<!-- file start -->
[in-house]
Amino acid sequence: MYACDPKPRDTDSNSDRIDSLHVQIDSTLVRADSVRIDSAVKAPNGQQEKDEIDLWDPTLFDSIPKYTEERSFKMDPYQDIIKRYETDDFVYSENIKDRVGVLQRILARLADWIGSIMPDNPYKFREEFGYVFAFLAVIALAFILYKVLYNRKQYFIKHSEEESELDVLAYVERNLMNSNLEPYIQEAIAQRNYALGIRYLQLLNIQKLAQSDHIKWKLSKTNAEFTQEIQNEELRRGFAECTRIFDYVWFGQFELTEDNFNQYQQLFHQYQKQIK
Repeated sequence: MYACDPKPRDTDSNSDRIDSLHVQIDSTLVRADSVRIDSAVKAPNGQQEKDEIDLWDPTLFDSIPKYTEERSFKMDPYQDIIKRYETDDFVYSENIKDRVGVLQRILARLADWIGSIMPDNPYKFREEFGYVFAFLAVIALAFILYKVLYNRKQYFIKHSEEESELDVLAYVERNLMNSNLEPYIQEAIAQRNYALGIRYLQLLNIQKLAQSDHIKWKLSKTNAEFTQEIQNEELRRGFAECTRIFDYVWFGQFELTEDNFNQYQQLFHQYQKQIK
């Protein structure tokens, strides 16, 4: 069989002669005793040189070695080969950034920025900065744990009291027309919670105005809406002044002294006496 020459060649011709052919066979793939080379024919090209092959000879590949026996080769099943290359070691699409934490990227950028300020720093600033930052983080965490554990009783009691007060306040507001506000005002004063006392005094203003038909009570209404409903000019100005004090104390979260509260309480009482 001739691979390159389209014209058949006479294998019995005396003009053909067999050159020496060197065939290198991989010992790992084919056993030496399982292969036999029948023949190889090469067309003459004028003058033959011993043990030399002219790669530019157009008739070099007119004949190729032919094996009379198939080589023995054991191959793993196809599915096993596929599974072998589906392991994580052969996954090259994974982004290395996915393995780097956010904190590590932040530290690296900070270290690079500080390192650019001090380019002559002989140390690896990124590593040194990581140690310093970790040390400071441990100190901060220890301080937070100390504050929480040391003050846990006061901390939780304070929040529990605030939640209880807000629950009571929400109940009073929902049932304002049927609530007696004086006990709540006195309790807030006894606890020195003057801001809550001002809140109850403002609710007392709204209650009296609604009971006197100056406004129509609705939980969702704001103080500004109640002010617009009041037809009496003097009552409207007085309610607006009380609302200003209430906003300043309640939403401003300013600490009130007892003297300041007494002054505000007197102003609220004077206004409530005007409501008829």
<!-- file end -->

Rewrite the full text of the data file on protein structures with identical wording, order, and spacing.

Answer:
[in-house]
Amino acid sequence: MYACDPKPRDTDSNSDRIDSLHVQIDSTLVRADSVRIDSAVKAPNGQQEKDEIDLWDPTLFDSIPKYTEERSFKMDPYQDIIKRYETDDFVYSENIKDRVGVLQRILARLADWIGSIMPDNPYKFREEFGYVFAFLAVIALAFILYKVLYNRKQYFIKHSEEESELDVLAYVERNLMNSNLEPYIQEAIAQRNYALGIRYLQLLNIQKLAQSDHIKWKLSKTNAEFTQEIQNEELRRGFAECTRIFDYVWFGQFELTEDNFNQYQQLFHQYQKQIK
Repeated sequence: MYACDPKPRDTDSNSDRIDSLHVQIDSTLVRADSVRIDSAVKAPNGQQEKDEIDLWDPTLFDSIPKYTEERSFKMDPYQDIIKRYETDDFVYSENIKDRVGVLQRILARLADWIGSIMPDNPYKFREEFGYVFAFLAVIALAFILYKVLYNRKQYFIKHSEEESELDVLAYVERNLMNSNLEPYIQEAIAQRNYALGIRYLQLLNIQKLAQSDHIKWKLSKTNAEFTQEIQNEELRRGFAECTRIFDYVWFGQFELTEDNFNQYQQLFHQYQKQIK
């Protein structure tokens, strides 16, 4: 069989002669005793040189070695080969950034920025900065744990009291027309919670105005809406002044002294006496 020459060649011709052919066979793939080379024919090209092959000879590949026996080769099943290359070691699409934490990227950028300020720093600033930052983080965490554990009783009691007060306040507001506000005002004063006392005094203003038909009570209404409903000019100005004090104390979260509260309480009482 001739691979390159389209014209058949006479294998019995005396003009053909067999050159020496060197065939290198991989010992790992084919056993030496399982292969036999029948023949190889090469067309003459004028003058033959011993043990030399002219790669530019157009008739070099007119004949190729032919094996009379198939080589023995054991191959793993196809599915096993596929599974072998589906392991994580052969996954090259994974982004290395996915393995780097956010904190590590932040530290690296900070270290690079500080390192650019001090380019002559002989140390690896990124590593040194990581140690310093970790040390400071441990100190901060220890301080937070100390504050929480040391003050846990006061901390939780304070929040529990605030939640209880807000629950009571929400109940009073929902049932304002049927609530007696004086006990709540006195309790807030006894606890020195003057801001809550001002809140109850403002609710007392709204209650009296609604009971006197100056406004129509609705939980969702704001103080500004109640002010617009009041037809009496003097009552409207007085309610607006009380609302200003209430906003300043309640939403401003300013600490009130007892003297300041007494002054505000007197102003609220004077206004409530005007409501008829």